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I assign "real" grades for finished products (like poems or short stories).
For activities such as this one, I consider it to be a practice toward a goal, and I don’t assess it the same way I would if the students had been given a chance to refine and polish their work.
back to top The Lewis and Clark Expedition reached the Pacific Ocean in 1805.
Students look at Kenneth Holder's paintings of the Lewis and Clark trail and transform their notes into a descriptive paragraph as if they were a member of the expedition. Students make mental "snapshots" of a natural setting, then capture the details of their setting by writing and then creating a class booklet of the nature walk.
back to top Flip Book The Flip Book is designed to allow users to type and illustrate tabbed flip books up to ten pages long.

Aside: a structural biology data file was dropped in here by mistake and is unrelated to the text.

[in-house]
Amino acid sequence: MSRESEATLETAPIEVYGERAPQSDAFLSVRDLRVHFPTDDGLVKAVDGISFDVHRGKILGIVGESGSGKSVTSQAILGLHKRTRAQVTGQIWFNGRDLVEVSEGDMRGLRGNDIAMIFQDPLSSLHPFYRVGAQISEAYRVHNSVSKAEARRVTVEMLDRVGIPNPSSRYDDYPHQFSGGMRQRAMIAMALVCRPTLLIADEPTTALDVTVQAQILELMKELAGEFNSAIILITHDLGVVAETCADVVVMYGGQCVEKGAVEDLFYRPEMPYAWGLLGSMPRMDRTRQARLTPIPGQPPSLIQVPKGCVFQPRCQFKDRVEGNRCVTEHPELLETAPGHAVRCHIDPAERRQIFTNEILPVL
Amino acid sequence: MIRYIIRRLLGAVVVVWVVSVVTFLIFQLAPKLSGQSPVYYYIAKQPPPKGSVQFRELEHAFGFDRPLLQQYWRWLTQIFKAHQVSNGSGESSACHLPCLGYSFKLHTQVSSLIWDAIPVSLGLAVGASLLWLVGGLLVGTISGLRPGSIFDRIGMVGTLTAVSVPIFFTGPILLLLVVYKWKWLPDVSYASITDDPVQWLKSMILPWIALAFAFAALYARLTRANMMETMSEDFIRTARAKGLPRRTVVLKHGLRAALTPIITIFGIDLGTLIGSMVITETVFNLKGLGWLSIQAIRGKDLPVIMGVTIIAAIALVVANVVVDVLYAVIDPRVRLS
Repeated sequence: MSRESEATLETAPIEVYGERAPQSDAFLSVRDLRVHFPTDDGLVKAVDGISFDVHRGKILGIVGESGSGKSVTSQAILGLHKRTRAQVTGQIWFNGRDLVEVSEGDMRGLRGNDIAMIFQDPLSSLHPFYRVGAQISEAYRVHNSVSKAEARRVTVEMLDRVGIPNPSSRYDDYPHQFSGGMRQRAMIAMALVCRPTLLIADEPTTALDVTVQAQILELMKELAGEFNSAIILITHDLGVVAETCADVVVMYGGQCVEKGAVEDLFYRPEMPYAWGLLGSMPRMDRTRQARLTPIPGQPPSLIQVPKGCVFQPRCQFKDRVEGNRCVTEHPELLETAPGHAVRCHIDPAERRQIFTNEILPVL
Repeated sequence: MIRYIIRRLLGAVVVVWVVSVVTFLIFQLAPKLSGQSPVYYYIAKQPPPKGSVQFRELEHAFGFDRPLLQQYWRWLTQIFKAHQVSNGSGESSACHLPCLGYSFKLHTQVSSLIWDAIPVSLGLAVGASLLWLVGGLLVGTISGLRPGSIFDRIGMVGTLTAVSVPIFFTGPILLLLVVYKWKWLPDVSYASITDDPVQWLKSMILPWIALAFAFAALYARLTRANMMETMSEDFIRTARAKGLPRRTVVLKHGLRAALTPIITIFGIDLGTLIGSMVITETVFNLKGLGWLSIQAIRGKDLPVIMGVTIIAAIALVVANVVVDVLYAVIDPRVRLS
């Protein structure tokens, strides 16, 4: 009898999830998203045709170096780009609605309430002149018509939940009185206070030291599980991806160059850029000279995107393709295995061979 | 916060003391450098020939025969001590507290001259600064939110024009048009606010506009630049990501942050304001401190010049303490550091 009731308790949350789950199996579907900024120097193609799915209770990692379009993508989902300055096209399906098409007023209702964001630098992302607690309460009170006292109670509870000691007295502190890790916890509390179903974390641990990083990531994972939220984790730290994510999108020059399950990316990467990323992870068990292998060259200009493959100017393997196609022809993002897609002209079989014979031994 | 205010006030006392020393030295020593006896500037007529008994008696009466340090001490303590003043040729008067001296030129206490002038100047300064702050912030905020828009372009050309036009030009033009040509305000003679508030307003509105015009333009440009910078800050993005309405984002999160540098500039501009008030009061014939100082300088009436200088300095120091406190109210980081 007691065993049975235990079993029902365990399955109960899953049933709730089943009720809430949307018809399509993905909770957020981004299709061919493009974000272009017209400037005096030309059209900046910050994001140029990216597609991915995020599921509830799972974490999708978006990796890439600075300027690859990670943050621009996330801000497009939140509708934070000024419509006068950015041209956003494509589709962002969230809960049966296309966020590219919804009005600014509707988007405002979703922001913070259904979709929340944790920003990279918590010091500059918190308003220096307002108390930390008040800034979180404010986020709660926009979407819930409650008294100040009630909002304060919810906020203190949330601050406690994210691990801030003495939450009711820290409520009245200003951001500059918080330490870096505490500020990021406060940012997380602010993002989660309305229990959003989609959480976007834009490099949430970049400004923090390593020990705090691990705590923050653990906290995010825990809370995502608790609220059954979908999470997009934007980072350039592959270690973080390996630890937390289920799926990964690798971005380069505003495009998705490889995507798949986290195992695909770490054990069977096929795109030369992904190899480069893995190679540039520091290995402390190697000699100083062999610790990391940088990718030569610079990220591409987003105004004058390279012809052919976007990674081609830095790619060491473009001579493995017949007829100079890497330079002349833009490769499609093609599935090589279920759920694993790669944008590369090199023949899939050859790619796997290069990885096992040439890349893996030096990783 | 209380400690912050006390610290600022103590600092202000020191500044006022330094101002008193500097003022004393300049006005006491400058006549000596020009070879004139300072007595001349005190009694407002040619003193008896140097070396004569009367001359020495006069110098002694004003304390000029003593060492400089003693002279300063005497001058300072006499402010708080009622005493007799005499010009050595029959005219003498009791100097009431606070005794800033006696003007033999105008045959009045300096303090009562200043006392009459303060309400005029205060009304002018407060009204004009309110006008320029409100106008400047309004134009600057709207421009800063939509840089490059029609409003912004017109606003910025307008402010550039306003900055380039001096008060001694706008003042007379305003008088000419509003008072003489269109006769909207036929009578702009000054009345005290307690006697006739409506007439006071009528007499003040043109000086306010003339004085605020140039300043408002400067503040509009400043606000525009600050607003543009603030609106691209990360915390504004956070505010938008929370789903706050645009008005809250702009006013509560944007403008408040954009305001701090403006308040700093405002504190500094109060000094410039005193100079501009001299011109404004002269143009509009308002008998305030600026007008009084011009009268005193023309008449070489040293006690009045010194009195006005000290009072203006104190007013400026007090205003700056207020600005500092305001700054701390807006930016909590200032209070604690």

Students and teachers can use the flip book for taking notes while reading, making picture books, collecting facts, or creating question and answer booklets.
From this, students can develop a variety of types of writing including poetry, short stories, science writing, reflections, and other academic genres.
back to top back to top This lesson explores figurative language comparisons formally known as simile and metaphor; however, the focus of the lesson is on students' use of their their imaginations to describe their observations in writing rather than on the official terminology for language use. Students employ a wide range of strategies as they write and use different writing process elements appropriately to communicate with different audiences for a variety of purposes. Students apply knowledge of language structure, language conventions (e.g., spelling and punctuation), media techniques, figurative language, and genre to create, critique, and discuss print and nonprint texts. Students use a variety of technological and information resources (e.g., libraries, databases, computer networks, video) to gather and synthesize information and to create and communicate knowledge.